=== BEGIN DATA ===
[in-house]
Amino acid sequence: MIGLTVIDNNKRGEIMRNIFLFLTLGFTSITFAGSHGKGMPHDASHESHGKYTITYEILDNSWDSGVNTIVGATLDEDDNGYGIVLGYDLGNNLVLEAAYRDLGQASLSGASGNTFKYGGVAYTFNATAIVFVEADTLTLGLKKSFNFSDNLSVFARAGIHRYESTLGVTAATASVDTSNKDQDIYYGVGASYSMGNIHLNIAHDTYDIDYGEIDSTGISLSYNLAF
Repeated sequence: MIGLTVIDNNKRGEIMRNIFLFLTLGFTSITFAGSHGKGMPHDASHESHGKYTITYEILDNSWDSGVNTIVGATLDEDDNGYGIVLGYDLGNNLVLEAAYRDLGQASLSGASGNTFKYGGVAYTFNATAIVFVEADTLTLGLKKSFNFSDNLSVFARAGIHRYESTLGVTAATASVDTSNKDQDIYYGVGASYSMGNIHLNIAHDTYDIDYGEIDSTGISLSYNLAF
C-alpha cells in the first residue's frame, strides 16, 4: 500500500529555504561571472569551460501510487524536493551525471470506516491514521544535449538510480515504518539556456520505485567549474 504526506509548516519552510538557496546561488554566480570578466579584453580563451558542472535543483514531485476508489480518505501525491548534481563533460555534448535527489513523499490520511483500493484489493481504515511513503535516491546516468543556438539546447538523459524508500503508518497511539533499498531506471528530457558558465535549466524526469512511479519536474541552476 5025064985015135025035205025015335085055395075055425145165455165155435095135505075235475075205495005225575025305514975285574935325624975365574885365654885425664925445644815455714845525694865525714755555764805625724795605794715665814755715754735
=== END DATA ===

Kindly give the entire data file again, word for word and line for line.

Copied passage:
[in-house]
Amino acid sequence: MIGLTVIDNNKRGEIMRNIFLFLTLGFTSITFAGSHGKGMPHDASHESHGKYTITYEILDNSWDSGVNTIVGATLDEDDNGYGIVLGYDLGNNLVLEAAYRDLGQASLSGASGNTFKYGGVAYTFNATAIVFVEADTLTLGLKKSFNFSDNLSVFARAGIHRYESTLGVTAATASVDTSNKDQDIYYGVGASYSMGNIHLNIAHDTYDIDYGEIDSTGISLSYNLAF
Repeated sequence: MIGLTVIDNNKRGEIMRNIFLFLTLGFTSITFAGSHGKGMPHDASHESHGKYTITYEILDNSWDSGVNTIVGATLDEDDNGYGIVLGYDLGNNLVLEAAYRDLGQASLSGASGNTFKYGGVAYTFNATAIVFVEADTLTLGLKKSFNFSDNLSVFARAGIHRYESTLGVTAATASVDTSNKDQDIYYGVGASYSMGNIHLNIAHDTYDIDYGEIDSTGISLSYNLAF
C-alpha cells in the first residue's frame, strides 16, 4: 500500500529555504561571472569551460501510487524536493551525471470506516491514521544535449538510480515504518539556456520505485567549474 504526506509548516519552510538557496546561488554566480570578466579584453580563451558542472535543483514531485476508489480518505501525491548534481563533460555534448535527489513523499490520511483500493484489493481504515511513503535516491546516468543556438539546447538523459524508500503508518497511539533499498531506471528530457558558465535549466524526469512511479519536474541552476 5025064985015135025035205025015335085055395075055425145165455165155435095135505075235475075205495005225575025305514975285574935325624975365574885365654885425664925445644815455714845525694865525714755555764805625724795605794715665814755715754735